Saturday, October 18, 2014

Spanish Love

    There are 2 types of tourists: those who hate being identified as such and those who embrace every cheesy stereotype that comes with the stigma- lanyard included. I tend to lean toward the camp of the former. It's not that I don't like to be noticed as a foreigner, but I prefer not to broadcast it from the rooftops. When I am abroad, I find myself to be quieter than usual with my very American accent.
    Currently, I am traveling in Spain with my sister, Kat. So far, it has proved to quite adventurous. And here is why...
    I have a very particular talent that I have refined over the years: I can fake my way to making people believe that I have some considerable knowledge of the Spanish language. To non-Spanish speaking people I feel like I am rather successful. The only fault in this practice is that once a fluent Spanish response is required, I turn into a complete moron and the façade dissipates. Hardly any semblance of intellect manages to escape my lips; just the sad mummers of a blubbering whale.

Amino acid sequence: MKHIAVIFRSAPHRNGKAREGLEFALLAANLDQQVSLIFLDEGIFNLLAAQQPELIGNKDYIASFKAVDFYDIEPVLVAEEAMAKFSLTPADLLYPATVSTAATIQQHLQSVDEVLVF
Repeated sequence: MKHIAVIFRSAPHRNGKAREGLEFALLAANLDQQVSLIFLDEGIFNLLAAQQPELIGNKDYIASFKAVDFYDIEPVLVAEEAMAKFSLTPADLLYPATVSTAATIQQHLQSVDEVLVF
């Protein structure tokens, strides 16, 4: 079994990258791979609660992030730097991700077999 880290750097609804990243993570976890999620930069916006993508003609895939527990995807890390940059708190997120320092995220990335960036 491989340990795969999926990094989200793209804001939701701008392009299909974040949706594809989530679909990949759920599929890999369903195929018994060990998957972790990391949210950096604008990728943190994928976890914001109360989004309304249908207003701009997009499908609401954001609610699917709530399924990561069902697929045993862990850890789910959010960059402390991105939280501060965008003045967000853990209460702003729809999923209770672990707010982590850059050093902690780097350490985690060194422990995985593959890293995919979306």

To prove my point, I am fairly certain that at least 10 locals in Sevilla have come up to me speaking their beautiful Spanish only to find that I am as useful to them as an empty paint can. Not only am I unable to respond, but I have a permanent look of befuddlement etched across my face. The locals, however, are very kind and understanding. Once they barge through my ruse, they give me a look of, "Welcome to Spain. Good luck, you seem like you will need it."
    My sister and I are staying with a magnificent couple, David and Carmen. They have become our Spanish Papá y Mamá. By the end of our stay they will be eligible for sainthood.
    For 3 days they have been talking to me with absolute certainty that I only understand 30% of what they are saying. This is generous for I'm pretty sure I'm only retaining about 5%. But these lovely people are so patient with me. They keep talking to me and include me in their conversations. They don't mind waiting for my translator (Kat) to bring me in the loop. They are patient for me to learn. On the off chance that a miracle has occurred and I am actually able to speak, they listen and hang on to every word of my broken Spanish, eager to respond.
    It is amazing, the wonder of patience. It edifies and builds up. I ave been so encouraged just by one  couple's willingness to listen and not rush me. I have learned from their kindness how to be confident even in my weakness.
    Encourage someone through patience. Draw out boldness. Their weakness will shift into strength.

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